I have never read any of Philip Pullman’s books, but apparently these Fantasy books have a very anti-religious message at its core and the film has been criticised for watering this message down quite a notch. No idea how much this does indeed come across in the books, but there are still more than enough anti-religious and anti-authoritarian stances in this production. In actual fact if there is one thing this film can be accused of is that this is way too preachy. I got no problem with the overall message, but anytime something gets explained (and there are lots of those situations around!) we are confronted with over the top, heavy duty, let’s-make-sure-even-the-biggest-dunce-in-the-theatre-understands-this symbolism. This is not an allegory, but a frigging preachy sermon that just won’t stop. If the books equally hit you over the head with those more than obvious messages, then I doubt I’d ever feel the need to read them.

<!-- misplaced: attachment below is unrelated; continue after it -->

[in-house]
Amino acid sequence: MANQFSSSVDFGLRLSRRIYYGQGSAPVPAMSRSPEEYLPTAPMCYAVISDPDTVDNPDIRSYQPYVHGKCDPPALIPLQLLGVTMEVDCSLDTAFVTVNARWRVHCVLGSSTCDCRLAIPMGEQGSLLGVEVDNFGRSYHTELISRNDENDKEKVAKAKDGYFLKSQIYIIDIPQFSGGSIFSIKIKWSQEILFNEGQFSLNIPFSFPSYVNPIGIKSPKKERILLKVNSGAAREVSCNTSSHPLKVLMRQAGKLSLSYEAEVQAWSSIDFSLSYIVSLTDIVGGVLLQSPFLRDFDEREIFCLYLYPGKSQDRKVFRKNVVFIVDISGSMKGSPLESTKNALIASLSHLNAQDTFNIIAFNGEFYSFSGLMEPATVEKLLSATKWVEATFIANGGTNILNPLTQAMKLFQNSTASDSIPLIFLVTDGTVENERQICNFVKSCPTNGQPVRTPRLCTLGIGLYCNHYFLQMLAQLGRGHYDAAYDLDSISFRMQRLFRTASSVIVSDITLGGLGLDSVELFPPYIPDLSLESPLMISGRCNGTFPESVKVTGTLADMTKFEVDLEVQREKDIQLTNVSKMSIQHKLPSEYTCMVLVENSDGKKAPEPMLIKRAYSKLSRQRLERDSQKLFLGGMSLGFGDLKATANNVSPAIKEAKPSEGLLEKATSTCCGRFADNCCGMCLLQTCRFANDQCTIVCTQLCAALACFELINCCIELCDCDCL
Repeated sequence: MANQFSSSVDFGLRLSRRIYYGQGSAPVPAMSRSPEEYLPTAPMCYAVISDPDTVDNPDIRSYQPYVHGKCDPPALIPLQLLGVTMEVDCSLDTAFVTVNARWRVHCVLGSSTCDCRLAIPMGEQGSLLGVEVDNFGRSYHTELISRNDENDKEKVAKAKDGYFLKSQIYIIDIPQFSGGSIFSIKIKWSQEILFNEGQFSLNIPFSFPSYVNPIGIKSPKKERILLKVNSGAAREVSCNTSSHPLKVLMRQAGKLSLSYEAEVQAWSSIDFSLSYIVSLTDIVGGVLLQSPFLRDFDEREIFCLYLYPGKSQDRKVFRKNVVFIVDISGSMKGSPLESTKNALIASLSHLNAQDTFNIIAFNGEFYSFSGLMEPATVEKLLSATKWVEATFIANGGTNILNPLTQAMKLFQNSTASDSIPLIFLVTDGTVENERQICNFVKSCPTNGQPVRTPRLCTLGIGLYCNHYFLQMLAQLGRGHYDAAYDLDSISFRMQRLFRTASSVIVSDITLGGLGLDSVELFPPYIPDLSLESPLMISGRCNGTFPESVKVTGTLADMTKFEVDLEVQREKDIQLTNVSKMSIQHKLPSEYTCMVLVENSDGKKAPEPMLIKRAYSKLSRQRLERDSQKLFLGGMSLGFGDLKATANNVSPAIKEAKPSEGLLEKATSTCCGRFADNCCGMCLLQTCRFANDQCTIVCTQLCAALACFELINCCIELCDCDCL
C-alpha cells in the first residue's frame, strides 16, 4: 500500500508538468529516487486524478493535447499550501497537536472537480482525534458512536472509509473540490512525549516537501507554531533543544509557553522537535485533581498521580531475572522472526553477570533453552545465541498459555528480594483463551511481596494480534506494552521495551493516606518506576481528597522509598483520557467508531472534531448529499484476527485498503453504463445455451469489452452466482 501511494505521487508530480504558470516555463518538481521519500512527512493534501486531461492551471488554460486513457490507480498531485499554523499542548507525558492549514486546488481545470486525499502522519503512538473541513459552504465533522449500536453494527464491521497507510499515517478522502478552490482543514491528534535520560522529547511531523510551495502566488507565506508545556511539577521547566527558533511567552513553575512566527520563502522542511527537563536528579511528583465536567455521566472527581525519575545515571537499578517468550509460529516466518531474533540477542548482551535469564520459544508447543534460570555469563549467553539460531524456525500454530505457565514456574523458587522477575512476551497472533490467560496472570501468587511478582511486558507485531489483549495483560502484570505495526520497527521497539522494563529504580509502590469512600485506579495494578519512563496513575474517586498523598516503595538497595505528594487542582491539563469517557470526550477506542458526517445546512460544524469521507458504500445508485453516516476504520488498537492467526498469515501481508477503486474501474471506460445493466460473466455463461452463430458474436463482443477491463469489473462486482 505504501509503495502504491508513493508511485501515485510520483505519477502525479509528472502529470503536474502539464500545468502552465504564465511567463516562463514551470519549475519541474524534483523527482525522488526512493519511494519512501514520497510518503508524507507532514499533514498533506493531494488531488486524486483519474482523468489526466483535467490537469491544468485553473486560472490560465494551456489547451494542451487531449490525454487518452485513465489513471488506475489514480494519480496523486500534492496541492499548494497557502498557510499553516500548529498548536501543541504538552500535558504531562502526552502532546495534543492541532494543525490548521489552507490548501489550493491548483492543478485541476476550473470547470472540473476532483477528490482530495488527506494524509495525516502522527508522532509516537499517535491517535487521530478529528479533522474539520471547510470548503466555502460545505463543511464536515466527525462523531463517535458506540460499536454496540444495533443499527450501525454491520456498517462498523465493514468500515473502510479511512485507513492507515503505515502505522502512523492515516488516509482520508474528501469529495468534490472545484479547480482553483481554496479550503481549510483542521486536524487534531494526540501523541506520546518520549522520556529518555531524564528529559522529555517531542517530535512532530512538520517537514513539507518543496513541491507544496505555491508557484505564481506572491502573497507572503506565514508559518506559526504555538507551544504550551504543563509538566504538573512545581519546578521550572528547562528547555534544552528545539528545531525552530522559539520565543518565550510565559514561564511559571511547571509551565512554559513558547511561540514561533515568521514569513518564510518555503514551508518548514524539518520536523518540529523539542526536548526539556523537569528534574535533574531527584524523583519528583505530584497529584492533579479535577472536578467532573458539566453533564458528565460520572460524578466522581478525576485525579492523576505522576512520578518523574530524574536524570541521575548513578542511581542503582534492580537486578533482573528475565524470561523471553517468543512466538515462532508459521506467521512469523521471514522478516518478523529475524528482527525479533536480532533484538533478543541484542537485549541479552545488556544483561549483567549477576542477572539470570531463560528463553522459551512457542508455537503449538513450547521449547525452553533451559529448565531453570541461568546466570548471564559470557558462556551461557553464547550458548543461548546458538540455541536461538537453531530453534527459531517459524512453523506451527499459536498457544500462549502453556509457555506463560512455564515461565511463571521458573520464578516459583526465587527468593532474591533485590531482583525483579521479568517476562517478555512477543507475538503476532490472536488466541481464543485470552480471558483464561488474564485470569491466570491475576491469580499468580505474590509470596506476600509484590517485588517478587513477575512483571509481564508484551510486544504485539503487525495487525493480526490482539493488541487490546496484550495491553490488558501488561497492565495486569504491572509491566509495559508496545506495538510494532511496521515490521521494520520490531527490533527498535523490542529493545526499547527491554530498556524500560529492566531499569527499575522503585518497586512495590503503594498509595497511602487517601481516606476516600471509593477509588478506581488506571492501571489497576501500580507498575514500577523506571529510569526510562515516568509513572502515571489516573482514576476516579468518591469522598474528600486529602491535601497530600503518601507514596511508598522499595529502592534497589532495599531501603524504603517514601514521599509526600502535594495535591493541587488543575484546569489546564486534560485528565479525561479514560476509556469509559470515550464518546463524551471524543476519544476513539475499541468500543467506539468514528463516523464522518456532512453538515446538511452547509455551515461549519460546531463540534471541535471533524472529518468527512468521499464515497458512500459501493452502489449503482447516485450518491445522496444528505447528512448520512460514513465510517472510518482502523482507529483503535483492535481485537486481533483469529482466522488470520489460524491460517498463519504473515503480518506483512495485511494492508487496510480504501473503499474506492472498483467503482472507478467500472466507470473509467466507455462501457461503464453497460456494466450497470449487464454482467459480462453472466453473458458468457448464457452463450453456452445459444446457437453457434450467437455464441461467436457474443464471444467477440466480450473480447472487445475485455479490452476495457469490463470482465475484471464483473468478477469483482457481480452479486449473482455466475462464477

Truth be told: I am probably not the right person to judge this kind of production. Twee Fantasy epics with annoying kids in a CGI environment aren’t exactly my favourite genre, and I doubt that I’d have ever given The Golden Compass a chance if it wasn’t for the fact that Christopher Lee was in it.
Mr Lee’s part is, however, minute. He appears for just about a minute or two spouting some threatening plan to rid the world of children’s independent spirits or some such and then is never seen again. What did surprise me was, however, that Hammer star Edward De Souza could also be seen in the same scene, alas without any dialogue whatsoever and a look that seems to ask where his next drink could be found.
FANATIC (Silvio Narizzano, 1965) - A cat and mouse game played in the confines of an Victorian mansion, as a young femme feline is hounded by religious dogma. Richard Matheson adapts Anne ...
2 weeks ago